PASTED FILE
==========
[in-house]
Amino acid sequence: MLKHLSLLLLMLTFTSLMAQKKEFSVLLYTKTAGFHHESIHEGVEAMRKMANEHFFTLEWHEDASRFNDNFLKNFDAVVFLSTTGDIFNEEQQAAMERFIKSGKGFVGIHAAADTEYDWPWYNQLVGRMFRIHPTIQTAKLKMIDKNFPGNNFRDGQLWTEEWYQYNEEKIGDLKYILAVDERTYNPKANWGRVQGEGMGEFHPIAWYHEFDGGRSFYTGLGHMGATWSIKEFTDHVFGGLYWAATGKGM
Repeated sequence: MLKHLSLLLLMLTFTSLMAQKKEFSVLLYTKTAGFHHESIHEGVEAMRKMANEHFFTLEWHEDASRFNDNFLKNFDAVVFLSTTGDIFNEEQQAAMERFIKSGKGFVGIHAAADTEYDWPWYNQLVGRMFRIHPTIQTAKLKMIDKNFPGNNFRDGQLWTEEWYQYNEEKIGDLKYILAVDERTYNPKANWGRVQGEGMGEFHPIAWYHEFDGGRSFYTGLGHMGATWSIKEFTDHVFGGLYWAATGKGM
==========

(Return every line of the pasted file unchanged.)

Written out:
[in-house]
Amino acid sequence: MLKHLSLLLLMLTFTSLMAQKKEFSVLLYTKTAGFHHESIHEGVEAMRKMANEHFFTLEWHEDASRFNDNFLKNFDAVVFLSTTGDIFNEEQQAAMERFIKSGKGFVGIHAAADTEYDWPWYNQLVGRMFRIHPTIQTAKLKMIDKNFPGNNFRDGQLWTEEWYQYNEEKIGDLKYILAVDERTYNPKANWGRVQGEGMGEFHPIAWYHEFDGGRSFYTGLGHMGATWSIKEFTDHVFGGLYWAATGKGM
Repeated sequence: MLKHLSLLLLMLTFTSLMAQKKEFSVLLYTKTAGFHHESIHEGVEAMRKMANEHFFTLEWHEDASRFNDNFLKNFDAVVFLSTTGDIFNEEQQAAMERFIKSGKGFVGIHAAADTEYDWPWYNQLVGRMFRIHPTIQTAKLKMIDKNFPGNNFRDGQLWTEEWYQYNEEKIGDLKYILAVDERTYNPKANWGRVQGEGMGEFHPIAWYHEFDGGRSFYTGLGHMGATWSIKEFTDHVFGGLYWAATGKGM